Yesterday, Pequistes witnessed the surprising return of former leader Pierre Marc Johnson's "national affirmation."
It was one thing for Andre Boisclair to decide he would stay on as leader, even though he led the Parti Quebecois to third-party status. But it was quite another to take it upon himself, without a party congress, to make the stunning statement that sovereignty is desirable but not do-able, for now, and that the PQ's program must be adapted accordingly.
Translation: Boisclair is getting ready to dump Article 1 of the PQ program to get in tune with Mario Dumont's autonomist stance.
"The rise of the ADQ," Boisclair mused, "means the people want a real change when it comes to the way politics are done, but also on the national question." Then, in a major throwback to Johnson's "affirmationist" era, he lumped the PQ in with the ADQ, saying "two-thirds of the National Assembly is represented by people who think that the constitutional status quo is not acceptable."
"The Parti Quebecois must take notice of this fact and accept its consequences," he declared. Boisclair also vowed he would do all in his power "to keep Pequistes from falling into denial." A few minutes later, Bloc Quebecois leader Gilles Duceppe agreed with him.
For many PQ members, Boisclair's statement must have added insult to injury, barely hours after they suffered their worst defeat ever. Those who thought Boisclair soft on sovereignty will find their impression confirmed.
If there's any life left in the PQ, Boisclair's unilateral decision to try to water down the PQ's policy to align it with that of the ADQ could be the perfect recipe for internal strife - the last thing this beleaguered and impoverished party needs at this time.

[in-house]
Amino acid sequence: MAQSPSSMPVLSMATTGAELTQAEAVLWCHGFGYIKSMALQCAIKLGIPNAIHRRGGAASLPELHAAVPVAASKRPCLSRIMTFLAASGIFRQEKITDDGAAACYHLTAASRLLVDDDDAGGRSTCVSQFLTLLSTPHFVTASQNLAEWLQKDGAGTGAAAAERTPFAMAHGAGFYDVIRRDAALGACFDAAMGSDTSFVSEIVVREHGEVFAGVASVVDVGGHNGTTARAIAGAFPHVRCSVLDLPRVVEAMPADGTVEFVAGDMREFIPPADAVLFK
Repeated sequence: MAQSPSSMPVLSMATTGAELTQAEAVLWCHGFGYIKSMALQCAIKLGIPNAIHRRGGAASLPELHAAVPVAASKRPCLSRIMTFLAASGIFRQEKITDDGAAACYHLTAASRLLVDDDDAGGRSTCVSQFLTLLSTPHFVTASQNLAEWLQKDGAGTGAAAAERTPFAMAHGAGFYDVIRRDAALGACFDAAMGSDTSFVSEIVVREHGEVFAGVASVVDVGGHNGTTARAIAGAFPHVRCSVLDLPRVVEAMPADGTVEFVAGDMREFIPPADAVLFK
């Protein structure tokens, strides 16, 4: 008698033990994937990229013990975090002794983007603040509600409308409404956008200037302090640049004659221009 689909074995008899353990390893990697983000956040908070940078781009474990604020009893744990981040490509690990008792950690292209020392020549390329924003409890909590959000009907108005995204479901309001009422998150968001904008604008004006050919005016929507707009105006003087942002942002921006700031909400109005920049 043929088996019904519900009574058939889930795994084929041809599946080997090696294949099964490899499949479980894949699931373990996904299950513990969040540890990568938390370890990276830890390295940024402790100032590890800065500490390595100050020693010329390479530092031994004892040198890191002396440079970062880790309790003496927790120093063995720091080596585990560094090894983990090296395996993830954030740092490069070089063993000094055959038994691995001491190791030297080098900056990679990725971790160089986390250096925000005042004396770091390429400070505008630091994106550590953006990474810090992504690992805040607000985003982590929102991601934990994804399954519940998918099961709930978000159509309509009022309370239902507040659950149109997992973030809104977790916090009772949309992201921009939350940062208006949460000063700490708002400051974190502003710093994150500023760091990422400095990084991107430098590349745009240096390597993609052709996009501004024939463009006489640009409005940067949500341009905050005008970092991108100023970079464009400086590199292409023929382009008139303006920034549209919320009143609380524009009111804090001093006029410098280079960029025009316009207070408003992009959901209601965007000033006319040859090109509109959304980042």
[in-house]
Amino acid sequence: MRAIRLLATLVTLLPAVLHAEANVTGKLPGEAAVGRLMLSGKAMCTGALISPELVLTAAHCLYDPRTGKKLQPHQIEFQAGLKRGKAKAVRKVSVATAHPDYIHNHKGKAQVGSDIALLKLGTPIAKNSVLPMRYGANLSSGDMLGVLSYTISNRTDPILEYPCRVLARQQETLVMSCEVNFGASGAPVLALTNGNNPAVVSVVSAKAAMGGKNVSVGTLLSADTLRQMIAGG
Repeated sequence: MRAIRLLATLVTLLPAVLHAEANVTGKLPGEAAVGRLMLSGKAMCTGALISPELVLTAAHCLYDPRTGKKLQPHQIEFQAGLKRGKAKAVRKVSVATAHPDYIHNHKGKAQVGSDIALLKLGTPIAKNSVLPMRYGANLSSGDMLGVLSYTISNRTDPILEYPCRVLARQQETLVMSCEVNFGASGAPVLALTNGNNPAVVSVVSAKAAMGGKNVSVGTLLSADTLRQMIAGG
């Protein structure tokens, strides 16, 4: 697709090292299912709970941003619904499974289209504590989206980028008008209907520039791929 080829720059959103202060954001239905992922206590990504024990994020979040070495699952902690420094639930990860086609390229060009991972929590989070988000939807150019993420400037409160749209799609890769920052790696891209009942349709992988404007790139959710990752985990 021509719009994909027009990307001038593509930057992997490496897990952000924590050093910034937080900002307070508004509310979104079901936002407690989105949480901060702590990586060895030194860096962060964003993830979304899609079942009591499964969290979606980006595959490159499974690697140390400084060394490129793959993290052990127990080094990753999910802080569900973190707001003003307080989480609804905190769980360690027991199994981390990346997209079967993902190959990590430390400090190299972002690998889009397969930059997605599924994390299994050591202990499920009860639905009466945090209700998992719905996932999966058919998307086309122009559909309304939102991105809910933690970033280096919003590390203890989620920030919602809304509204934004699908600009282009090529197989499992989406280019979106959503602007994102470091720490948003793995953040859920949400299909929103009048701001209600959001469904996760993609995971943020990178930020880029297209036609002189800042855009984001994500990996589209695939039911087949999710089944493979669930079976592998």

And just as in Johnson's time, this means either the PQ's option will be left standing, with Boisclair ousted, or Boisclair will be allowed to stay on, and Pequistes better kiss their option goodbye.
If the PQ is to abandon its sovereignty option every time it suffers a setback, electoral or otherwise - something the Liberal Party never did - the danger is that even more sovereignists will conclude the party is no longer a feasible or credible vehicle for independence.
An exchange with a reporter showed the extent of Boisclair's willingness to leave the door wide open to national affirmation. He was asked what changes the PQ would demand if sovereignty is "impossible" in the short term, and if he's not going to fight for sovereignty, would he fight to reform the federation. Boisclair replied: "We will do everything that is needed to respect the will of the population."
Then asked clearly: "Will you demand changes to the federation, yes or no?", Boisclair responded: "We will make sure that the people are heard, not only in Quebec, but in Ottawa also."
"Will you fight for greater autonomy alongside the ADQ?," he was asked. "I will do whatever is in the best interest of Quebec." It doesn't need much decoding to see through Boisclair's statement. In his eyes, sovereignty hasn't been put on the back burner. It has fallen off the stove altogether.
Some will say Boisclair wants to trap federalists by trying to re-create the conditions for another failed attempt to renew the constitution, leading to a new rise in sovereignist sentiment.
But Boisclair knows Ottawa has played in this movie before and will never again get its hand caught in the constitutional cookie jar for fear of another failure. Stephen Harper is much too smart to go down that path again.
That leaves only one explanation: For reasons known only to him, Boisclair is intent on watering down the PQ's option, taking a page from Johnson's affirmationist song book.
Harper and Dumont must be pinching themselves and wondering what they did to deserve such good luck.
Soft on sovereignty
Boisclair's willingness to work with ADQ on constitutional change means PQ knives will be out for him